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Rossum's Linnaeus, announced just in time for Superbooth 2019, is an analog state-variable filter that offers linear thru-zero FM and true stereo operation. Covering quite different ground than the much-loved Morpheus and Evolution, Linnaeus is a worthy addition to Rossum's already remarkable selection of filters.
Linnaeus offers a remarkably broad frequency range, from subsonic to ultrasonic—and what's more, it provides accurate 1V/Oct tracking across the entire range, making melodic operation easily possible in any register. There are additional CV inputs for cutoff frequency and Q as well, each with their own attenuverters.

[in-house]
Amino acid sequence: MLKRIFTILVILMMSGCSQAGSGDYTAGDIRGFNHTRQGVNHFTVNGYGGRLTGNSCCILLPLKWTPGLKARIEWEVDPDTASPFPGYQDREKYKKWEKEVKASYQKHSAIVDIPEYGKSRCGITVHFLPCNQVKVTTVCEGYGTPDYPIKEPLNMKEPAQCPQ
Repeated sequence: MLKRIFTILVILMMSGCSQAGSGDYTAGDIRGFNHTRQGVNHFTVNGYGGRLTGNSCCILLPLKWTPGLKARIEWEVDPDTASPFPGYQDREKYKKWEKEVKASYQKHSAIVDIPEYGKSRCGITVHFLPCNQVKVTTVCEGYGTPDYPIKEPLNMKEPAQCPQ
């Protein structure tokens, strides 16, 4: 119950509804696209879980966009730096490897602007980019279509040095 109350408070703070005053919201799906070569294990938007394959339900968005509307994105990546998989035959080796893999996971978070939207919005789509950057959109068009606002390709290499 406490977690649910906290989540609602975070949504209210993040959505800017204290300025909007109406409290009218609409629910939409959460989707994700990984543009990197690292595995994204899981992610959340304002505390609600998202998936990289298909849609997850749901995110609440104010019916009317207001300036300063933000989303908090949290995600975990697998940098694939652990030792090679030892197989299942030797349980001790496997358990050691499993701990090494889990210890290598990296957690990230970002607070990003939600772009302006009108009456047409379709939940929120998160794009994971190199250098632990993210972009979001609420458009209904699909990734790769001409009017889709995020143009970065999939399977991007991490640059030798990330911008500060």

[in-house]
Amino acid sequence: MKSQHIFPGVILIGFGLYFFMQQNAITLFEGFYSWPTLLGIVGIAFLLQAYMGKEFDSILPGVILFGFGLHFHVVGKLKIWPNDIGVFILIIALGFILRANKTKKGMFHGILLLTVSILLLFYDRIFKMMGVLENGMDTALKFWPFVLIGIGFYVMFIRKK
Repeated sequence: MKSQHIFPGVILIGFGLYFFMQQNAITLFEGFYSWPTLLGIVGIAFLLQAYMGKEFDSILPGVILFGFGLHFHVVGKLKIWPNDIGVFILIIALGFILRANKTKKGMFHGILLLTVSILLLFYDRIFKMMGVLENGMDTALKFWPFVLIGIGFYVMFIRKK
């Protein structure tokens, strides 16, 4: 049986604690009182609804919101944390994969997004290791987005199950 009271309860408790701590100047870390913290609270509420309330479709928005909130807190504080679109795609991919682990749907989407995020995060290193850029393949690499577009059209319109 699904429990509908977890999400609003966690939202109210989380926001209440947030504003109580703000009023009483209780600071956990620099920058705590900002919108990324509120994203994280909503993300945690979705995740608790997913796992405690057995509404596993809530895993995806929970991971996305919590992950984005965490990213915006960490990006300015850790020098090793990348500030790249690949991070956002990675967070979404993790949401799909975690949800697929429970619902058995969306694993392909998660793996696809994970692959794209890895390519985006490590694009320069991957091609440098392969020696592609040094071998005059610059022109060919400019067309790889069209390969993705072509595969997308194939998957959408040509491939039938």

The Linnaeus's filter "type" is continuously variable and voltage controllable, offering multiple lowpass and highpass modes, bandpass, notch, and shelving options. These "response characteristics" are independently selectable for each channel, so a host of peculiar stereo effects can be produced, from straightforward filtering to binaural panning tricks.
Perhaps the other most remarkable feature is the integrated modulation oscillator—a dedicated modulation source for performing true linear thru-zero FM. The oscillator offers continuously variable waveshape and can either track an external CV source or can directly track the filter frequency itself, allowing for more easily tunable and conventionally "musical" FM effects. And of course, the modulation index itself is voltage controllable, providing the potential for dynamic filter FM timbres from beyond this world.
After Trident and Panharmonium, we didn't expect a new Rossum module for a bit—but now Linnaeus is here, and we're excited for all the sonic opportunities it provides.